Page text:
How believing in Jesus Christ changes the way we think about God


The Bible says that “God so loved the world, that He gave His only begotten Son” (John 3:16). If God is all-powerful, why did He need to sacrifice His son Jesus Christ? Couldn’t God have simply forgiven us our sins, without making Jesus suffer?

Why Non-Christians Don’t See the Need for Jesus’ Sacrifice

I was recently discussing this topic with a wonderful Muslim friend of mine. She has lived and worked at Brigham Young University among members of The Church of Jesus Christ of Latter-day Saints for about six months now, and has very positive things to say about the Church and its members. We agree on most topics, but we differ on the nature of Christ. She doesn’t believe that God would cause one of His prophets (in Islam Jesus is considered a great prophet) to suffer unjustly. She believes that God can simply forgive humans because He chooses to do so, without requiring a mediator.

One may be tempted to overlook this as a superficial difference in doctrine (simply a different narrative from a different faith tradition), but both the Bible and the Book of Mormon suggest that the difference is critical. In the Bible, Christ says: “I am the way, the truth, and the life: no man cometh unto the Father, but by me” (John 14:6). The Book of Mormon says that “all mankind were in a lost and in a fallen state, and ever would be save they should rely on this Redeemer (Christ)” (1 Nephi 10:6). Such exclusive statements confirm that the issue of Christ is a critical point. But why?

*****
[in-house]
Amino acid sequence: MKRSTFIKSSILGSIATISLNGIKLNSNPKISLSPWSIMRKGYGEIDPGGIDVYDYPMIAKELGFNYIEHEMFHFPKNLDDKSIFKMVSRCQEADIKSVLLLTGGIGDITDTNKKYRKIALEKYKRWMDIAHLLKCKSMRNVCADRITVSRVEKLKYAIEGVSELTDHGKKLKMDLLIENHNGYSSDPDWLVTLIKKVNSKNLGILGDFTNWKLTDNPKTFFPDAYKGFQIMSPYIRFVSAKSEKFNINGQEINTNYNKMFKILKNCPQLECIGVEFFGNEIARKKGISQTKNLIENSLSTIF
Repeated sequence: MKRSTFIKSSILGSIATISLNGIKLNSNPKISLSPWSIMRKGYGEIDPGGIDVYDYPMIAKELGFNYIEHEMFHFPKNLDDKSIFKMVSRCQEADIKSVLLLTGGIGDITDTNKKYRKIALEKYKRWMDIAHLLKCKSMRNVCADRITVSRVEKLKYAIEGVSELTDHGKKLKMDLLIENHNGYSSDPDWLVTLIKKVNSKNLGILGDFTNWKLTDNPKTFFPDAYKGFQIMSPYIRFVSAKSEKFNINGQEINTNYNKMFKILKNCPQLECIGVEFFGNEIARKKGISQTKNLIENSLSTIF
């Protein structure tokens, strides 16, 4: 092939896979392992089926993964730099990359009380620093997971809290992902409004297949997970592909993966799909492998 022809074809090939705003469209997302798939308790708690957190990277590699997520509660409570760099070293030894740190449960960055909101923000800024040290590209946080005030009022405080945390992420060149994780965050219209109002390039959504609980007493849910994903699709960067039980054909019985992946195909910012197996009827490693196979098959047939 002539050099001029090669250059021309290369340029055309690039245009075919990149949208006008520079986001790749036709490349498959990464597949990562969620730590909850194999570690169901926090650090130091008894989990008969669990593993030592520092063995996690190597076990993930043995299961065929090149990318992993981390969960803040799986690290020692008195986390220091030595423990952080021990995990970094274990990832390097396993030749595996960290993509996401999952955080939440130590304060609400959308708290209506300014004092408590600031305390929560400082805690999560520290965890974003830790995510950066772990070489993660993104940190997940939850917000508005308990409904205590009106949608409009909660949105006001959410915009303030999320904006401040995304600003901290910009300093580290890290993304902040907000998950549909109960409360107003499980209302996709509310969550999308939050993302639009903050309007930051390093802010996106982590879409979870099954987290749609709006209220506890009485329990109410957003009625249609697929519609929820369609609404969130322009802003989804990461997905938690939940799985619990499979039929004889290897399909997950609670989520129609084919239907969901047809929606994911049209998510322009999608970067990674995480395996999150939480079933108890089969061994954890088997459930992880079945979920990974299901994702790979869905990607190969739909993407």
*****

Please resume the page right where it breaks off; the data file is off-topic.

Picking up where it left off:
Why Believing in a Personal Savior Brings us Closer to God

It seems like God didn’t just need a mediator or redeemer, He needed us to know that we had one. If it was just an issue of mechanics, God could have had His son suffer without telling us about it. It would have made for simpler doctrine, in a sense. The fact that He has told us consistently and insistently about His Son suggests that there is some virtue to the thought itself: “I have a redeemer who suffered for me.”

So that is what I told my Muslim friend: it means something to me to have a redeemer. God is not just a king who grants me mercy while He sits comfortably on His throne. Rather, He is a being who is willing to suffer personally for our welfare. God the Father was willing to send His Son to suffer (for a parent, the ultimate sacrifice), and His Son was willing to come down among the peasants and to live the life they lived. He was willing to suffer and to die. Because I believe this, I am motivated to try to follow that example of sacrifice when I serve others. This has blessed my life. I also feel that God has empathy for me because of what He suffered, which makes me feel closer to God. And so, with the rest of the Christian world, I rejoice that “God so loved the world, that He gave His only begotten Son”–and that He told us about it.

What does having a redeemer mean to you?

Jesse is a twenty-something student of Arabic and the Middle East at Brigham Young University. He enjoys writing, hiking, fantasizing about world travel, and deep discussions. He is a proud member of The Church of Jesus Christ of Latter-day Saints, and served a mission for the Church in South Korea. Jesse speaks Spanish, Korean and (some) Arabic. He can be reached at [email protected]